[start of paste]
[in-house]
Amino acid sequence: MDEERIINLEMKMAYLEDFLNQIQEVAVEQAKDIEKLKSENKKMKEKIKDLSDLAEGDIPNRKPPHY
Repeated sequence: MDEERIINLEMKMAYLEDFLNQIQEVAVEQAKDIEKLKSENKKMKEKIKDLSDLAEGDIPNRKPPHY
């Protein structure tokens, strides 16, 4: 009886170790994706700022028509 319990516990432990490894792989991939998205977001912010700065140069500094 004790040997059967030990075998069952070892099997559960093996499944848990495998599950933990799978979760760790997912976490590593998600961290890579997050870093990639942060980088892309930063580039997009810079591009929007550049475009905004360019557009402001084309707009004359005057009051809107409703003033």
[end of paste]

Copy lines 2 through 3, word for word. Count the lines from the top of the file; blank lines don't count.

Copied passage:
Amino acid sequence: MDEERIINLEMKMAYLEDFLNQIQEVAVEQAKDIEKLKSENKKMKEKIKDLSDLAEGDIPNRKPPHY
Repeated sequence: MDEERIINLEMKMAYLEDFLNQIQEVAVEQAKDIEKLKSENKKMKEKIKDLSDLAEGDIPNRKPPHY